Norma explained that with the introduction of Miyashita Park and its fresh new yokocho (alleyway of eateries and bars), locals were worried it was going to overshadow and eventually drown out the old Nonbei Yokocho. But thankfully, it hasn’t and this traditional laneway is still very-well loved!
TIP: Can you spot the newest Hachiko meeting place at Miyashita Park?
Crossing the Scramble and through the Centre-Gai
Making our way to our next stop, we crossed the Shibuya Scramble and meandered through narrow streets of Shibuya Centre-Gai. I personally love this area, it’s the perfect place to shop.
I was in awe at the way the sun bathed Shibuya’s buildings in a warm afternoon glow – it was *chef’s kiss.* I mentioned to Norma that despite my six visits to Tokyo, I’ve only ever seen blue skies on two days – this afternoon being one of them!
Enjoying a Showa Era okonomiyaki restaurant
The buildings of early Showa Era in Japan (1926 – 1989) are still dotted throughout Tokyo, despite the city undergoing significant damage during the firebombing of WWII. This period outside of wartime brings a welcome nostalgia for locals, and our next stop demonstrated this beautifully.
Founded by a famous Japanese enka singer, this Shibuya restaurant specialises in okonomiyaki and teppanyaki. Having grown up in Osaka, on moving to Tokyo the singer missed her family. She opened the restaurant to cook and remind her of her mother’s okonomiyaki restaurant, where she had worked in her younger years.
The decor is beautiful and the okonomiyaki delicious! I ordered a serving of sake as my alcoholic drink, which was so pure and on the sweeter side.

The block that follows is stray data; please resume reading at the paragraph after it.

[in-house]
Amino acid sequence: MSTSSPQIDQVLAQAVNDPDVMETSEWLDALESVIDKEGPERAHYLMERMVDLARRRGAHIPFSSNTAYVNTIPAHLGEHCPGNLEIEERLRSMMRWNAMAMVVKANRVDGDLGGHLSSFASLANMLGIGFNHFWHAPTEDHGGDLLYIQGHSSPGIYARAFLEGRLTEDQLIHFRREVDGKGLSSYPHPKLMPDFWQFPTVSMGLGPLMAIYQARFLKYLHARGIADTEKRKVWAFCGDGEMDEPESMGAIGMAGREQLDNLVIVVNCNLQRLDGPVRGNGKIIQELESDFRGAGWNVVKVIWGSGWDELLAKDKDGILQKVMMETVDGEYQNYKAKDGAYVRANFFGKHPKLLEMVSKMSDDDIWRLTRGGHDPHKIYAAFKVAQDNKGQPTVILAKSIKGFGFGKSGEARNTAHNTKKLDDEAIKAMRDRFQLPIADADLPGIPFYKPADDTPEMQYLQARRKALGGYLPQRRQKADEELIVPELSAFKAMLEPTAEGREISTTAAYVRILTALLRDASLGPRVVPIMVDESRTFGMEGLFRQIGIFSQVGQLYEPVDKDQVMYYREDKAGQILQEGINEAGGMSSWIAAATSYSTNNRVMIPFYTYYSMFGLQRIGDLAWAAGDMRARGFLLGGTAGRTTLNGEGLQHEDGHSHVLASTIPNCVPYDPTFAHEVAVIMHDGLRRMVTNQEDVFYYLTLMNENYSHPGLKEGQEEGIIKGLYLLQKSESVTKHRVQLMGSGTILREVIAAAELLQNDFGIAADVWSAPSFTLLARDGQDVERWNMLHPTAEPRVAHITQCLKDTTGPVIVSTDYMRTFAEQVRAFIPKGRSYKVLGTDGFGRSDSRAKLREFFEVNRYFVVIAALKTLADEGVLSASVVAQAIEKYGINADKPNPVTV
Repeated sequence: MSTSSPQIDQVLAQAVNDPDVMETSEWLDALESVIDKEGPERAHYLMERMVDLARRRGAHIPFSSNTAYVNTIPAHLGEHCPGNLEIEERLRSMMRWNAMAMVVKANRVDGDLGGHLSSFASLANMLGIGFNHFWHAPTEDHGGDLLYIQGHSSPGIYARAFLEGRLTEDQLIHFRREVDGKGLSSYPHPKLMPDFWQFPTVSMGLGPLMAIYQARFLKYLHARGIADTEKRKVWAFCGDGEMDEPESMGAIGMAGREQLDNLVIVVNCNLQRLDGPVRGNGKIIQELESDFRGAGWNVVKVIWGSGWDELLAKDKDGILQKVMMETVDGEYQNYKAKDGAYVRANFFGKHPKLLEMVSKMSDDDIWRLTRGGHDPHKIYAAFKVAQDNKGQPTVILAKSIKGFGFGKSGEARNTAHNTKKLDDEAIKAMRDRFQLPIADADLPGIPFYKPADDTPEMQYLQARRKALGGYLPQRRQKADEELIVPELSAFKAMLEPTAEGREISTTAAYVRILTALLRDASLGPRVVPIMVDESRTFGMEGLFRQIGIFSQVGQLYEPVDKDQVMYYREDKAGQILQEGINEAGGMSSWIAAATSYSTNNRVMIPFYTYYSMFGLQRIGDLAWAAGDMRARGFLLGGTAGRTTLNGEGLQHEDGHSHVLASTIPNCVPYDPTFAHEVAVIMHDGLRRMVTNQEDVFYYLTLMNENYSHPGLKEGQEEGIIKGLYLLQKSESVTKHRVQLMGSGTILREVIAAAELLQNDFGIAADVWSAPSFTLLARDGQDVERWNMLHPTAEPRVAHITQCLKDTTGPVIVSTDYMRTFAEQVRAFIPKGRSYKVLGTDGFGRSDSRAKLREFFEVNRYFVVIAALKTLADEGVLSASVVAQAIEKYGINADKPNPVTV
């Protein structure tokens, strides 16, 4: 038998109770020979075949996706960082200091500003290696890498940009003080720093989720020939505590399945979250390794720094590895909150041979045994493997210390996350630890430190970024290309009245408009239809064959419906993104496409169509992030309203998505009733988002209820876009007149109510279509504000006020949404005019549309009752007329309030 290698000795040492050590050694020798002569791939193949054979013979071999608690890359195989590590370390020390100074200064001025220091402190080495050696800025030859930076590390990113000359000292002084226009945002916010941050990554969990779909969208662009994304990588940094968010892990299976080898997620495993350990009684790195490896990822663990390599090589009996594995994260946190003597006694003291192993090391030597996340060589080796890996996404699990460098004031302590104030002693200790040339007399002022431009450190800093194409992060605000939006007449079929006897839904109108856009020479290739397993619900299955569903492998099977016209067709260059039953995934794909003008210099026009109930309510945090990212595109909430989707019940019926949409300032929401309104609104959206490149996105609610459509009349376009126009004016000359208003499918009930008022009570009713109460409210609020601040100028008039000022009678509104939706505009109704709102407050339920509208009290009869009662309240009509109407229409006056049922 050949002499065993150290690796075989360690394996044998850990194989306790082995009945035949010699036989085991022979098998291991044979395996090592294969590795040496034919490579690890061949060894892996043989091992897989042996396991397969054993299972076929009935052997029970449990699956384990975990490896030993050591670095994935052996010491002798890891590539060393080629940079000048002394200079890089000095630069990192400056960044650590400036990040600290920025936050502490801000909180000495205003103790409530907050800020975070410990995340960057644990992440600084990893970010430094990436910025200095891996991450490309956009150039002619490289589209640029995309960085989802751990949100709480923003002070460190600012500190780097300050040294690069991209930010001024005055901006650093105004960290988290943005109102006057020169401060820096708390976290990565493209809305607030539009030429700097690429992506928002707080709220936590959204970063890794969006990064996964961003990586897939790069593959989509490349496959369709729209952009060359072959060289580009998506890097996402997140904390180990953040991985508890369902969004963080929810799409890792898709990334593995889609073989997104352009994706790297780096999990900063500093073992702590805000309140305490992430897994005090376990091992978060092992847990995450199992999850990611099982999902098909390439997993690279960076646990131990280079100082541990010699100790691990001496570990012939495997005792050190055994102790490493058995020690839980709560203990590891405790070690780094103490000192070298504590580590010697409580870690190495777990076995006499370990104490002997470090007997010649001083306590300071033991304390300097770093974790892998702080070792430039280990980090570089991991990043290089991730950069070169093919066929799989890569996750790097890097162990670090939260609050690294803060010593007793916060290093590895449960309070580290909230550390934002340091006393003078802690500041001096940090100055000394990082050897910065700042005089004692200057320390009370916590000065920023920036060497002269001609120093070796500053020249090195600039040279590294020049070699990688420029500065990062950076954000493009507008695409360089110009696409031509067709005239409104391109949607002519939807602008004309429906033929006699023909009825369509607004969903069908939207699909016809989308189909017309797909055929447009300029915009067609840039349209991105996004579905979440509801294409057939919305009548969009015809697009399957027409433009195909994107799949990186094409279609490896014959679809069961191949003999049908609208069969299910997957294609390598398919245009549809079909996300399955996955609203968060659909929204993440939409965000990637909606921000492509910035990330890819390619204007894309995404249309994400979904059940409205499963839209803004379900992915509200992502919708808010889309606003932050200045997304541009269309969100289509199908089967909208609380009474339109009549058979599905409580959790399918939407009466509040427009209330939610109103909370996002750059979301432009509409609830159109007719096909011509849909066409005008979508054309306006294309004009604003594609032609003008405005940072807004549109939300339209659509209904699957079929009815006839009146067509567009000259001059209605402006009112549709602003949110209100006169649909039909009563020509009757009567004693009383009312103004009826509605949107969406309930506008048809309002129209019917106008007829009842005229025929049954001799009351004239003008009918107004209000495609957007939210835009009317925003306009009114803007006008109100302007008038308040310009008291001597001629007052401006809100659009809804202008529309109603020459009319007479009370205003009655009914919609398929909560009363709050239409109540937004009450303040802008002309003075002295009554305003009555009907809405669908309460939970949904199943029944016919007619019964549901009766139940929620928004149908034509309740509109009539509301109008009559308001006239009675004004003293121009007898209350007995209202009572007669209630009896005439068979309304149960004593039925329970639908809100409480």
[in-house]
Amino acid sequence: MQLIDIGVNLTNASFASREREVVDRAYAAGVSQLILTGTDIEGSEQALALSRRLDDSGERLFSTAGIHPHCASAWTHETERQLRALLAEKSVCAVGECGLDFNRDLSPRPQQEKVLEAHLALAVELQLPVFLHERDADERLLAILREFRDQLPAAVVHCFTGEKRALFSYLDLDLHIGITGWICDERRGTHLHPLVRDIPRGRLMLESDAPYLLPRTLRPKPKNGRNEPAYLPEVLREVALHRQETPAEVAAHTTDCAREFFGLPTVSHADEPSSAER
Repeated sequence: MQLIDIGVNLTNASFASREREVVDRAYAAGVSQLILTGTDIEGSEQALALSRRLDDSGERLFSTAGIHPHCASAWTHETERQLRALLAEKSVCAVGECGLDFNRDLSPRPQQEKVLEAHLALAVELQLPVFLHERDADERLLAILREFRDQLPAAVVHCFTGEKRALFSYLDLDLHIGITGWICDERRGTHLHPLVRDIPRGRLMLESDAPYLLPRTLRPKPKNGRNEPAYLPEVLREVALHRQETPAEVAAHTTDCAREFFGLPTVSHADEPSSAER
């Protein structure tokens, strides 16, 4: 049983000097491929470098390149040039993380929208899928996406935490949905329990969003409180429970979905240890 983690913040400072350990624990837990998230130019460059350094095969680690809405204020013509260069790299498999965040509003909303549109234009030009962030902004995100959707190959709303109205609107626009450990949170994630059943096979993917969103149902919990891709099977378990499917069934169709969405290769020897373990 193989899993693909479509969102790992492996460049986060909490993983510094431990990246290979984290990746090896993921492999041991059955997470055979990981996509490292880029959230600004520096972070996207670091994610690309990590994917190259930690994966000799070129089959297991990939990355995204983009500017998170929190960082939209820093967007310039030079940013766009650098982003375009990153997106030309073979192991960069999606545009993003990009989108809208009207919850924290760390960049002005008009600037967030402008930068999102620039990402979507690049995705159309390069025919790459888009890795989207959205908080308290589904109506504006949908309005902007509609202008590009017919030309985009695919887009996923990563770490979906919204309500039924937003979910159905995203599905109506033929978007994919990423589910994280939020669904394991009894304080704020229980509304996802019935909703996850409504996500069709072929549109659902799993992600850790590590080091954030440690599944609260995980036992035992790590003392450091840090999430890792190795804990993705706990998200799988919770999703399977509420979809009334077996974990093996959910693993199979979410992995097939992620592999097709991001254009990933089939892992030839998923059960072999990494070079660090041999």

The final surprise was awaiting us next door – a stunning bar and karaoke room. Take note of the little things that hint to the singer’s Kansai background.
Finishing with a traditional Japanese street food dessert
Remember earlier how I said Shibuya is also a vertical city? Down in the basement of Shibuya Station, we wrapped up the tour with a traditional Japanese dessert.
Passing through the underground maze of eateries, we arrived at an imagawayaki store – a Japanese filled pancake. Through the glass we could see them cooking away, different fillings resting on the bubbling batter before a second pancake enclosed the treat.
I chose matcha and anko (red bean paste). The aroma of pancakes cooking right beside us made me forget about my full stomach… There is always room for dessert, right?
How to book your own Shibuya Street Food Tour
If this Shibuya Street Food Tour a must for you, click here for prices and to book! Remember to allow 3 hours for this experience.
TIP: I’ve rounded up the many and best food tours in Tokyo I’ve enjoyed and highly recommend you add to your itinerary!
The best Tokyo street food? Final thoughts on this Shibuya food tour
What I liked about this tour was the huge variety of food (well, obviously), and that there was a lovely balance of briefly being shown popular spots you can return to at your leisure another time, and hidden spots I would never have found on my own.
As with other Arigato Japan tour guides, my Shibuya food guide Norma was so friendly, easy to chat to and made this tour so much fun!
If you’re wanting to get beneath Shibuya’s modern façade and learn more about Japanese street food, I’d definitely recommend this tour. As I’ve mentioned earlier, I’ve seen more of Shibuya than the average tourist and I was delighted to learn about lesser-known gems on the tour.
Sending a huge thanks again to Arigato Japan Tours for inviting me on this wonderful experience!
While you’re here, why not check out all my travel guides and itineraries for Japan? I’ve also shared how to plan a trip to Japan, what to pack for Japan in every season, crucial Japanese etiquette, easy Japanese phrases for tourists (including a FREE cheat sheet) and more!
Until next time,
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This guide to street food in Shibuya contains some affiliate links, at no extra cost to you. I may earn a small commission if you decide to make a purchase and if you do, thanks for your support! This helps with the costs of running my blog so I can keep my content free for you. As always, I only recommend a product or service that I genuinely love and use myself!